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The end of the Antarctic summer

Posted: 2015-08-03 00:41:00, Categories: Travel, Argentina, Antarctica, Sailing, 673 words (permalink)

Nordenskjöld expedition hut on the Paulet Island.
Nordenskjöld expedition hut on the Paulet Island.
It was almost mid March and the short and busy summer season in Antarctica was coming to its end. Most of the animals had already raised their offspring and left towards warmer regions. During our last two days near the Antarctic Peninsula we could feel the autumn, both in the quietness of the nature as in the changing weather.

Lake with penguin pee on the Paulet Island. Photo by Sandra Teräs.
Lake with penguin pee on the Paulet Island. Photo by Sandra Teräs.
We landed on the small Paulet Island, still following the route of the Nordenskjöld expedition (also known as the Swedish Antarctic Expedition) 1901-1904. It was the first time in four years that the Bark Europa was able to do a landing there, having tried once every year. The snow at our landing site was coloured pink, from the guano of about a hundred thousand Adelie penguins which had nested there during the summer. Now they were almost all gone, with only a few penguins and other birds, some frozen carcasses and the smell left behind.

Antarctic autumn, Petrel Cove. Photo by Sandra Teräs.
Antarctic autumn, Petrel Cove. Photo by Sandra Teräs.
We saw the basic stone hut which had been built by the members of the Nordenskjöld expedition in 1903 after their ship sank next to the island. It was quite amazing to think how they survived the harsh winter inside that small pile of rocks almost without supplies. We climbed up the hill, which opened us a view over the shore and a small freshwater lake. The lake was already frozen and the ice was yellow in color, due to a rather large concentration of penguin pee.

Honeymoon at Petrel Cove. Photo by Micke Söderström.
Honeymoon at Petrel Cove. Photo by Micke Söderström.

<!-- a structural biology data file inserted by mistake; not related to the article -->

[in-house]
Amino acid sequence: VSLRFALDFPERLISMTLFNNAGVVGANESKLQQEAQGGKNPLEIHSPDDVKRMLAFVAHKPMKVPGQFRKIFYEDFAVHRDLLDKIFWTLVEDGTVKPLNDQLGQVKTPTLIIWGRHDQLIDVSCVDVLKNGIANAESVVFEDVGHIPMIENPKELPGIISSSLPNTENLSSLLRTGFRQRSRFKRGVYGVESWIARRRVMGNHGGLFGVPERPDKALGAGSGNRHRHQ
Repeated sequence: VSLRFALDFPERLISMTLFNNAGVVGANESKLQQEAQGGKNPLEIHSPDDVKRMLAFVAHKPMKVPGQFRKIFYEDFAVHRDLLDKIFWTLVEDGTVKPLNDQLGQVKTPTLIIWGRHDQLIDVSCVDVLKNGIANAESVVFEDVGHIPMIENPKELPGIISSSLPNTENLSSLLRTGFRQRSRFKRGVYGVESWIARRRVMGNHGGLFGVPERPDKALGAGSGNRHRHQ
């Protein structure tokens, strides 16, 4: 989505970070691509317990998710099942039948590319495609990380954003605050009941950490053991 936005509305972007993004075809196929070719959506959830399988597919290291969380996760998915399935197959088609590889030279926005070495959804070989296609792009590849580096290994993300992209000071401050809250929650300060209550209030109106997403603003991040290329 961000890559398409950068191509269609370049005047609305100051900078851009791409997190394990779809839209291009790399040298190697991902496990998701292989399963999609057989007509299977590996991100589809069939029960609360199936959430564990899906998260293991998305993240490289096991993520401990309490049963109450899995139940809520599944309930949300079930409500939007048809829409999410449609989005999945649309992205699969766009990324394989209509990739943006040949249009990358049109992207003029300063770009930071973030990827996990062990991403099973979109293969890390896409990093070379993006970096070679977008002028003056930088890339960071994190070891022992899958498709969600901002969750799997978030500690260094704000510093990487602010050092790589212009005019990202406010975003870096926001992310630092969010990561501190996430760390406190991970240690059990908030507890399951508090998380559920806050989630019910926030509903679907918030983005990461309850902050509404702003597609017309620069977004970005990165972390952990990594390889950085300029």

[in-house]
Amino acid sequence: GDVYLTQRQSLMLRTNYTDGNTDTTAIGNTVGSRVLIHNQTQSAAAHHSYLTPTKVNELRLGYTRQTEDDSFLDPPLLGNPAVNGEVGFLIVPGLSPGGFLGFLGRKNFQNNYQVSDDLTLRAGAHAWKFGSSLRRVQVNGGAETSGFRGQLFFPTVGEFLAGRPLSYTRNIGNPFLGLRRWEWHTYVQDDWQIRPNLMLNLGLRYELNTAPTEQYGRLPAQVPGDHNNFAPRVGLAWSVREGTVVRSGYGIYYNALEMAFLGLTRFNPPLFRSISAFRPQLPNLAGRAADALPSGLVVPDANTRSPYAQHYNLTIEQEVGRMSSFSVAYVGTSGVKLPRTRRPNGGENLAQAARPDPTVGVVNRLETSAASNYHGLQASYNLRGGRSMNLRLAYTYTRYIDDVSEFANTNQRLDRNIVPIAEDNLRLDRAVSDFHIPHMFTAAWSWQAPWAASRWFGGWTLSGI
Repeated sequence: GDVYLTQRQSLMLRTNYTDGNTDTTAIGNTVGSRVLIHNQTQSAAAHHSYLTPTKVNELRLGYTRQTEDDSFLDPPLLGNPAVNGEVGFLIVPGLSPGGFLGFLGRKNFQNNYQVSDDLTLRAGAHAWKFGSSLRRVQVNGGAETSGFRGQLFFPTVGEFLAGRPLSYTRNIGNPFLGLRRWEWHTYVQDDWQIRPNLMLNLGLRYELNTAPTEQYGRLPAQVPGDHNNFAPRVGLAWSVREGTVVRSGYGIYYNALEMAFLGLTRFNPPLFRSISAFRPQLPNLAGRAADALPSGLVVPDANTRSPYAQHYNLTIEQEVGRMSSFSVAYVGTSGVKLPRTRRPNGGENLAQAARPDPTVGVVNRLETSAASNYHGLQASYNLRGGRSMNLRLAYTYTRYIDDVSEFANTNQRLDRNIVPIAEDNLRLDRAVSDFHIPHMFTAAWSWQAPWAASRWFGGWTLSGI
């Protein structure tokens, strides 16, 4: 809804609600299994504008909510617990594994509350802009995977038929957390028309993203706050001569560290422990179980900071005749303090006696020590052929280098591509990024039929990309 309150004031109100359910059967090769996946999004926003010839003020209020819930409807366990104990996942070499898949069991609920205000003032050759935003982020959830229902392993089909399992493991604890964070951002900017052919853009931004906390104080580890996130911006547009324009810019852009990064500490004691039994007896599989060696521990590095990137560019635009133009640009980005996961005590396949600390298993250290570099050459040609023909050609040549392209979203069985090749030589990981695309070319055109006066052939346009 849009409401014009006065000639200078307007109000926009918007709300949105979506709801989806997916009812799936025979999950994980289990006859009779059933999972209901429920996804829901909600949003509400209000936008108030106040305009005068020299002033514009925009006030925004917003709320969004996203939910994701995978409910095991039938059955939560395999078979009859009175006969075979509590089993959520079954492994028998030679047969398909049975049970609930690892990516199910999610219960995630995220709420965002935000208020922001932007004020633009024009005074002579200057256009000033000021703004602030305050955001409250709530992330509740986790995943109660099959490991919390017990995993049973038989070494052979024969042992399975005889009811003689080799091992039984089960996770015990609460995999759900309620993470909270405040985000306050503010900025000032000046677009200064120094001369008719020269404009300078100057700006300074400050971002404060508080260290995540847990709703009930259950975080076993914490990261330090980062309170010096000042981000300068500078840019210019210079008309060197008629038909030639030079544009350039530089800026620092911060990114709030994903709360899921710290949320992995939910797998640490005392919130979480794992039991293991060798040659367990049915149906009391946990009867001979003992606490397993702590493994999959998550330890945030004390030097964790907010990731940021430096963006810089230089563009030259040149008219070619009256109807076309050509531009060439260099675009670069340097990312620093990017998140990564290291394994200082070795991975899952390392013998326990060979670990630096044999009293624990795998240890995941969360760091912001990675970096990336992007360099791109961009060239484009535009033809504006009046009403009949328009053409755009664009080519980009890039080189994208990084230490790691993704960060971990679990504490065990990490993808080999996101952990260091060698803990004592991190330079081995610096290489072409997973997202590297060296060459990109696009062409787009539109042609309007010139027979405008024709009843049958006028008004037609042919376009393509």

From Paulet Island we motored a short distance to Petrel Cove on the Dundee Island, named after the Argentine station "Petrel". The station consisted of bright red buildings just like Esperanza we had visited a few days earlier, but it was smaller and there weren't any people around. We heard that the station had been mostly unmanned already for many years. Once in a while some research is conducted or at least craftsmen are sent to do maintenance on the buildings.

View from the coast at Brown Bluff.
View from the coast at Brown Bluff.
We walked a bit around and between the buildings and headed then for a short walk on top of the snow covered glacier next to the base. During the walk the wind started picking up and quite soon we found ourselves inside a small snow storm. We joked about being on a honeymoon in such a cold, windy and desolate place, and asked our Swedish friend Micke to take a photo of us. After that we walked back to the shore and were transported to the ship as usual in the zodiacs, zig-zagging between blocks of ice floating in the sea.

Glacier reaching to the sea at Brown Bluff.
Glacier reaching to the sea at Brown Bluff.
Early following morning we sailed west to Brown Bluff for our last landing on the Antarctic Peninsula. The snowfall had stopped, wind had calmed down, and shortly after landing even the sun came out. Yippee, finally a landing with sunshine! At Brown Bluff there were still quite a few penguins and seals around, and there were also interesting geological formations to see. A massive brown and black coloured mountain dominated the landscape, and walking closer to it revealed various volcanic features such as pillow lava rocks lying on the ground and black stones embedded inside a brown wall.

Three gentoo penguins running up to the shore.
Three gentoo penguins running up to the shore.
Right next to the volcanic rocks a glacier was reaching out to the sea. The 20-30 meter high wall of ice at the waterfront and blocks of ice scattered on the beach looked spectacular in the sunlight. We got some of our best penguin photos just before boarding the zodiacs — the sun simply made everything look shinier and friendlier.

We would have loved to stay longer, but the sunny landing at Brown Bluff was a wonderful goodbye to Antarctica. After lunch we raised the anchor and started first motoring and then sailing north-east towards South Georgia, a subantarctic island about 800 nautical miles away.

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Copyright Arto Teräs <ajt@iki.fi>, licensed under the Creative Commons Attribution-Share Alike 3.0 Unported License.
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